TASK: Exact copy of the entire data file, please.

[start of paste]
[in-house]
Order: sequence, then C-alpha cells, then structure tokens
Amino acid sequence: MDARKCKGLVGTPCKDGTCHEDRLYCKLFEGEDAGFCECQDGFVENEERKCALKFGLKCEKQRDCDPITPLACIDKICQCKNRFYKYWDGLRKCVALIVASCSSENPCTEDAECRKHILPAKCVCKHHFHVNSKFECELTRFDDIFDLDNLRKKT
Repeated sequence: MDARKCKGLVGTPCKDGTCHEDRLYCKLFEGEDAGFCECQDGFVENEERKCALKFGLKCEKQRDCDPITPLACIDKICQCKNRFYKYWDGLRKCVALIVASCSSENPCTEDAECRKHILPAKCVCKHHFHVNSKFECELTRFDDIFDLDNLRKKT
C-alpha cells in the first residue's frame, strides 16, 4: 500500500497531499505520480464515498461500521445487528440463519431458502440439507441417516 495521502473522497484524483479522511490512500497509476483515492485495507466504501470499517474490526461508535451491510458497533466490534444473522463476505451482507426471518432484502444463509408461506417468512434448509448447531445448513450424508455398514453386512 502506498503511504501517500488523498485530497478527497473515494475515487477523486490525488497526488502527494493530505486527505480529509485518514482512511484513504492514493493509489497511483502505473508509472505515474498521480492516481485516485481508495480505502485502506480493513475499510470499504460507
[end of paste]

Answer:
[in-house]
Order: sequence, then C-alpha cells, then structure tokens
Amino acid sequence: MDARKCKGLVGTPCKDGTCHEDRLYCKLFEGEDAGFCECQDGFVENEERKCALKFGLKCEKQRDCDPITPLACIDKICQCKNRFYKYWDGLRKCVALIVASCSSENPCTEDAECRKHILPAKCVCKHHFHVNSKFECELTRFDDIFDLDNLRKKT
Repeated sequence: MDARKCKGLVGTPCKDGTCHEDRLYCKLFEGEDAGFCECQDGFVENEERKCALKFGLKCEKQRDCDPITPLACIDKICQCKNRFYKYWDGLRKCVALIVASCSSENPCTEDAECRKHILPAKCVCKHHFHVNSKFECELTRFDDIFDLDNLRKKT
C-alpha cells in the first residue's frame, strides 16, 4: 500500500497531499505520480464515498461500521445487528440463519431458502440439507441417516 495521502473522497484524483479522511490512500497509476483515492485495507466504501470499517474490526461508535451491510458497533466490534444473522463476505451482507426471518432484502444463509408461506417468512434448509448447531445448513450424508455398514453386512 502506498503511504501517500488523498485530497478527497473515494475515487477523486490525488497526488502527494493530505486527505480529509485518514482512511484513504492514493493509489497511483502505473508509472505515474498521480492516481485516485481508495480505502485502506480493513475499510470499504460507